In other words, I would expect costs to fall gradually and output to improve steadily. As long as gold remains above roughly $1,050 per ounce, we're looking at a profitable and generally inexpensive gold-mining play in Peru. In addition, we're also looking at a company that should enjoy relatively lower labor costs than miners in Africa or Canada as Latin American labor agreements typically offer favorable cost structures compared to other overseas environments. At a single-digit forward P/E, I've got my eyes squarely on Rio Alto Mining.
A promising early stage pipeline
Perhaps the only thing rarer than the Pittsburgh Pirates making an MLB postseason appearance has to be me making a CAPScall of "outperform" on a wholly clinical-stage biopharmaceutical company that's still in the early stages of its development -- but that's exactly what I plan to do today!
This has been a popular year for IPOs in the biotech sector, and OncoMed Pharmaceuticals has taken full advantage of the cash generated from going public to run trials for its early stage pipeline. OncoMed differentiates itself from the competition by targeting cancer stem cells, a small group of cells among tumors that differentiate into specialized cancer cells and are generally resistant to chemotherapy and radiation. OncoMed is looking to establish therapies that, when coming into contact with cancer signature proteins, will destroy these stem cells.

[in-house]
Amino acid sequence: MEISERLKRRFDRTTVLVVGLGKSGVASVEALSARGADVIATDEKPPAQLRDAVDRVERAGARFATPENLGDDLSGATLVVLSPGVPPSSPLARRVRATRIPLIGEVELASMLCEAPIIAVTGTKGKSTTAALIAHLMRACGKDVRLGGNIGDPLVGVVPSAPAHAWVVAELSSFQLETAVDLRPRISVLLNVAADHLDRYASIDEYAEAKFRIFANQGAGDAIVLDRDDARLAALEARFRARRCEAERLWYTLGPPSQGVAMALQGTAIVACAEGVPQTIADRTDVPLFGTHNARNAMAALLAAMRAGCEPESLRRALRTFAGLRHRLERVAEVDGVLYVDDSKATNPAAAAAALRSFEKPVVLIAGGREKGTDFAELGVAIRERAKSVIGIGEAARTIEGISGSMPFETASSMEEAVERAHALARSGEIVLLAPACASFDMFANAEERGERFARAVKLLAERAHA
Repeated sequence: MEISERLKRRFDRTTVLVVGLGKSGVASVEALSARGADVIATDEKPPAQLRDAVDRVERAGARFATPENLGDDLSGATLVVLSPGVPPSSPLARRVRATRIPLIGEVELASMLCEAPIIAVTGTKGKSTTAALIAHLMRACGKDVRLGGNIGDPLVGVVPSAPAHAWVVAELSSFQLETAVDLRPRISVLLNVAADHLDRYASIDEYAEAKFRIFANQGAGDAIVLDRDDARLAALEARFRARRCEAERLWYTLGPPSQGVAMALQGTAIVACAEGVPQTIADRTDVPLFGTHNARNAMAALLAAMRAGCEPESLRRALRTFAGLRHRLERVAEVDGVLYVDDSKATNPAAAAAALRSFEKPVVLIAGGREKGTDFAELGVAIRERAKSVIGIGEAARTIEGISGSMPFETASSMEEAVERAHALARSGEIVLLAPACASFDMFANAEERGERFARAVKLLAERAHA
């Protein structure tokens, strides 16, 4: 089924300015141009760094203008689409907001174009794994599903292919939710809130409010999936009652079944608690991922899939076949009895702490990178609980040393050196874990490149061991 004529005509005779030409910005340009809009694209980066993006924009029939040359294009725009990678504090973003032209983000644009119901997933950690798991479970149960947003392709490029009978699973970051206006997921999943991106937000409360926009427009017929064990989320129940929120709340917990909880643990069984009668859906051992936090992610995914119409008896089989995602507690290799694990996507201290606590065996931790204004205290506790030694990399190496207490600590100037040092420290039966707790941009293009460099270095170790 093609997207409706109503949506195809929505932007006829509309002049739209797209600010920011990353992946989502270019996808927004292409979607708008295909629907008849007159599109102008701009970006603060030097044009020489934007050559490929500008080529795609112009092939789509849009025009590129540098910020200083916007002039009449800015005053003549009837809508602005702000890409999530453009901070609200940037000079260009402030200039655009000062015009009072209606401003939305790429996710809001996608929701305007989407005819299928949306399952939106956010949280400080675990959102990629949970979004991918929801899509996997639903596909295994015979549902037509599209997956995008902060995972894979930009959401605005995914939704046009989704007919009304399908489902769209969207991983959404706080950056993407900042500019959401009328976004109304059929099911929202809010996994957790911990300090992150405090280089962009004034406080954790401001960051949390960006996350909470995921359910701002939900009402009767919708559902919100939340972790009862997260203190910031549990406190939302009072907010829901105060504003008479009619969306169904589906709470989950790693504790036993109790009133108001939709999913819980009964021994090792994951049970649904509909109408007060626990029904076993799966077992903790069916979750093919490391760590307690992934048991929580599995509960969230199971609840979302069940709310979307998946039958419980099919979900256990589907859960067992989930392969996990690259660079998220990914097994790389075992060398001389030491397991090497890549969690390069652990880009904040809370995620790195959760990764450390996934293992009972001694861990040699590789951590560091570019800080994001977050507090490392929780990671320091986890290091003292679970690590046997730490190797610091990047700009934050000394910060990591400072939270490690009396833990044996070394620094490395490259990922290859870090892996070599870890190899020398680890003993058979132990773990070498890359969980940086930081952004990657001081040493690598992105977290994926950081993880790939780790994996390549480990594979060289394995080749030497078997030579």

On paper this sounds like a novel concept, but will it work? In very early studies OncoMed's products have demonstrated success. Just this week it presented data on four of its five ongoing anti-cancer stem cell trial drugs which showed anti-cancer efficacy in each instance. The most exciting might be wholly owned clinical compound demcizumab, which demonstrated a partial response in 39% of the 23 non-small cell lung cancer patients in its phase 1b trial while another 48% of evaluable patients exhibited stable disease.